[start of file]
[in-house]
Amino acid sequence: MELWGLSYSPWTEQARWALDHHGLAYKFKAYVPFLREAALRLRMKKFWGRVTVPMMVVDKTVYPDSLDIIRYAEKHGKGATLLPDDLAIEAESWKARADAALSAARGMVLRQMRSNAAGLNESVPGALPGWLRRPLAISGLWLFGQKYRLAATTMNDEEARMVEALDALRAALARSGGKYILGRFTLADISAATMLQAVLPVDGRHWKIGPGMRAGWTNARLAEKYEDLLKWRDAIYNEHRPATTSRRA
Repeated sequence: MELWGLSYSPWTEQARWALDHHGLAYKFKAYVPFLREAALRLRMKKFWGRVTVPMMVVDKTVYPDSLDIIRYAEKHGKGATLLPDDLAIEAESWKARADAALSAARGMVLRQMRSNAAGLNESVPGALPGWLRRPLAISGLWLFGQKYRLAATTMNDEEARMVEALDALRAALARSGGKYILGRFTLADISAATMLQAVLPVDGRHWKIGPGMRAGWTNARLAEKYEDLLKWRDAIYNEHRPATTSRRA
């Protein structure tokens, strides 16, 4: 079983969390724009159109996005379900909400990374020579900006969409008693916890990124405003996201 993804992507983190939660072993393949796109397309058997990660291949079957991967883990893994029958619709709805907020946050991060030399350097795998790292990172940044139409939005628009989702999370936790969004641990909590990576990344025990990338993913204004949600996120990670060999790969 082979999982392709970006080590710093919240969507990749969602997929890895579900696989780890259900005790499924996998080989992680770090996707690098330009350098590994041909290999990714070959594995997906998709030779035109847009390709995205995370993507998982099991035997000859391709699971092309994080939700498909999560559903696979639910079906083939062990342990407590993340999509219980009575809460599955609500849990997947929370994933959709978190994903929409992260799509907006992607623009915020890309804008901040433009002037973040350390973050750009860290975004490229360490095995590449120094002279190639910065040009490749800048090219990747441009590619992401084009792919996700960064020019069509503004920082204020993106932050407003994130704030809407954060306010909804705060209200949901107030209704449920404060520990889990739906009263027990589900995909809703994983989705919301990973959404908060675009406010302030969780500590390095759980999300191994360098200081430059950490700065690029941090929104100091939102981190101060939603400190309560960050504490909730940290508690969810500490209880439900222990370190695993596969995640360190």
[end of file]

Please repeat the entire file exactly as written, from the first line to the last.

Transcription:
[in-house]
Amino acid sequence: MELWGLSYSPWTEQARWALDHHGLAYKFKAYVPFLREAALRLRMKKFWGRVTVPMMVVDKTVYPDSLDIIRYAEKHGKGATLLPDDLAIEAESWKARADAALSAARGMVLRQMRSNAAGLNESVPGALPGWLRRPLAISGLWLFGQKYRLAATTMNDEEARMVEALDALRAALARSGGKYILGRFTLADISAATMLQAVLPVDGRHWKIGPGMRAGWTNARLAEKYEDLLKWRDAIYNEHRPATTSRRA
Repeated sequence: MELWGLSYSPWTEQARWALDHHGLAYKFKAYVPFLREAALRLRMKKFWGRVTVPMMVVDKTVYPDSLDIIRYAEKHGKGATLLPDDLAIEAESWKARADAALSAARGMVLRQMRSNAAGLNESVPGALPGWLRRPLAISGLWLFGQKYRLAATTMNDEEARMVEALDALRAALARSGGKYILGRFTLADISAATMLQAVLPVDGRHWKIGPGMRAGWTNARLAEKYEDLLKWRDAIYNEHRPATTSRRA
């Protein structure tokens, strides 16, 4: 079983969390724009159109996005379900909400990374020579900006969409008693916890990124405003996201 993804992507983190939660072993393949796109397309058997990660291949079957991967883990893994029958619709709805907020946050991060030399350097795998790292990172940044139409939005628009989702999370936790969004641990909590990576990344025990990338993913204004949600996120990670060999790969 082979999982392709970006080590710093919240969507990749969602997929890895579900696989780890259900005790499924996998080989992680770090996707690098330009350098590994041909290999990714070959594995997906998709030779035109847009390709995205995370993507998982099991035997000859391709699971092309994080939700498909999560559903696979639910079906083939062990342990407590993340999509219980009575809460599955609500849990997947929370994933959709978190994903929409992260799509907006992607623009915020890309804008901040433009002037973040350390973050750009860290975004490229360490095995590449120094002279190639910065040009490749800048090219990747441009590619992401084009792919996700960064020019069509503004920082204020993106932050407003994130704030809407954060306010909804705060209200949901107030209704449920404060520990889990739906009263027990589900995909809703994983989705919301990973959404908060675009406010302030969780500590390095759980999300191994360098200081430059950490700065690029941090929104100091939102981190101060939603400190309560960050504490909730940290508690969810500490209880439900222990370190695993596969995640360190």